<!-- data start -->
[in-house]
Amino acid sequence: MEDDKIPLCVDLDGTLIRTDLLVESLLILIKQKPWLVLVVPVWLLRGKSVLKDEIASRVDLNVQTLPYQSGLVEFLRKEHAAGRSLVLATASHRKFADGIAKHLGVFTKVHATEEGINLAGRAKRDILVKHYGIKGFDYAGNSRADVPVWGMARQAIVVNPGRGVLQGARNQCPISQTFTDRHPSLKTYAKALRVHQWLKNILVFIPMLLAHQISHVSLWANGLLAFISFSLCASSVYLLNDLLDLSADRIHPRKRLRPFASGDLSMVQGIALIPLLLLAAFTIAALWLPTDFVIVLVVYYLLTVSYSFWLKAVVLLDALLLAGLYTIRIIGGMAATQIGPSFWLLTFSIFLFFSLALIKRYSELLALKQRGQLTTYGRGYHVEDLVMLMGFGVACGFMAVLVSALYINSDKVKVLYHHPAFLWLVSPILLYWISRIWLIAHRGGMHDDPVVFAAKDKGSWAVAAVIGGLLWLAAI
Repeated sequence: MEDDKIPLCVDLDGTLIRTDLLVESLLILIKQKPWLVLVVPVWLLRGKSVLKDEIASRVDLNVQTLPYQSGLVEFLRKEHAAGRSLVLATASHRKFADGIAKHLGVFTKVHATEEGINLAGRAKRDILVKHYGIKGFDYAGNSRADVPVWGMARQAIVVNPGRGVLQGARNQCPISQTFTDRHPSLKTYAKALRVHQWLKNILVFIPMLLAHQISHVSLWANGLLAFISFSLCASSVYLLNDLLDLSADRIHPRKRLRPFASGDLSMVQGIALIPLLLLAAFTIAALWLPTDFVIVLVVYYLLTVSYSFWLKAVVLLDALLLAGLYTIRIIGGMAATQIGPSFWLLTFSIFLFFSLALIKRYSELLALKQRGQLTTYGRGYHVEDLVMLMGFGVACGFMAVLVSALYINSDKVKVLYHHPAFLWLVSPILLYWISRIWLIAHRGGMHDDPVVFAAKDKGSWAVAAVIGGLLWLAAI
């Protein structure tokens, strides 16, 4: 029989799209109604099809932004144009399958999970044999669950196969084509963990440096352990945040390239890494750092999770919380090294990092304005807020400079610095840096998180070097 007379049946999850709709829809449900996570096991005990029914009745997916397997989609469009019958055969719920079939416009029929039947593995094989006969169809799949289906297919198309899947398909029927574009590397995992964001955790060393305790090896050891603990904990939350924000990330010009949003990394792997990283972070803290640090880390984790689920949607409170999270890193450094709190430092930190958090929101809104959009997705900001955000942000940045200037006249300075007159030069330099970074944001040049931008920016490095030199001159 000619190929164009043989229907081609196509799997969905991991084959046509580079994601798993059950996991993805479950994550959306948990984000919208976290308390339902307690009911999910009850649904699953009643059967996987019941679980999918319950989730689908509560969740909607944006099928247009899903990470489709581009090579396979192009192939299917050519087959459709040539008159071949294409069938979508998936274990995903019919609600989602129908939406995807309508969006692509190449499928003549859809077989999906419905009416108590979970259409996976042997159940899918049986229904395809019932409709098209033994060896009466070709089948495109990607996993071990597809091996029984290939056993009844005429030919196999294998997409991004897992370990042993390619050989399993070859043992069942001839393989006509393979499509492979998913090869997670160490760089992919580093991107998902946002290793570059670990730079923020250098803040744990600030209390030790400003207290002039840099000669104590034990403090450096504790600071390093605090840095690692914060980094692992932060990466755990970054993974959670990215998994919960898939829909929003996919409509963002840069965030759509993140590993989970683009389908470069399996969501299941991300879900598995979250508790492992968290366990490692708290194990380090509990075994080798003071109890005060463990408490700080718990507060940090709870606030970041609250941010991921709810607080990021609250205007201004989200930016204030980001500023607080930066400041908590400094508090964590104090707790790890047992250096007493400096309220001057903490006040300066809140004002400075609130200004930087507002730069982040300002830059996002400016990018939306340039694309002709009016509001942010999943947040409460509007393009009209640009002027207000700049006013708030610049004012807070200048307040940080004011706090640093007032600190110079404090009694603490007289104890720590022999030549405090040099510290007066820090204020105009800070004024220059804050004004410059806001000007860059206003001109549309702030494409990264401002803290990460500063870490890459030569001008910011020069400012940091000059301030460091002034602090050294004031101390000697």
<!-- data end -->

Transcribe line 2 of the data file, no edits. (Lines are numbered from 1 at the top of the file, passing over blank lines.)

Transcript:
Amino acid sequence: MEDDKIPLCVDLDGTLIRTDLLVESLLILIKQKPWLVLVVPVWLLRGKSVLKDEIASRVDLNVQTLPYQSGLVEFLRKEHAAGRSLVLATASHRKFADGIAKHLGVFTKVHATEEGINLAGRAKRDILVKHYGIKGFDYAGNSRADVPVWGMARQAIVVNPGRGVLQGARNQCPISQTFTDRHPSLKTYAKALRVHQWLKNILVFIPMLLAHQISHVSLWANGLLAFISFSLCASSVYLLNDLLDLSADRIHPRKRLRPFASGDLSMVQGIALIPLLLLAAFTIAALWLPTDFVIVLVVYYLLTVSYSFWLKAVVLLDALLLAGLYTIRIIGGMAATQIGPSFWLLTFSIFLFFSLALIKRYSELLALKQRGQLTTYGRGYHVEDLVMLMGFGVACGFMAVLVSALYINSDKVKVLYHHPAFLWLVSPILLYWISRIWLIAHRGGMHDDPVVFAAKDKGSWAVAAVIGGLLWLAAI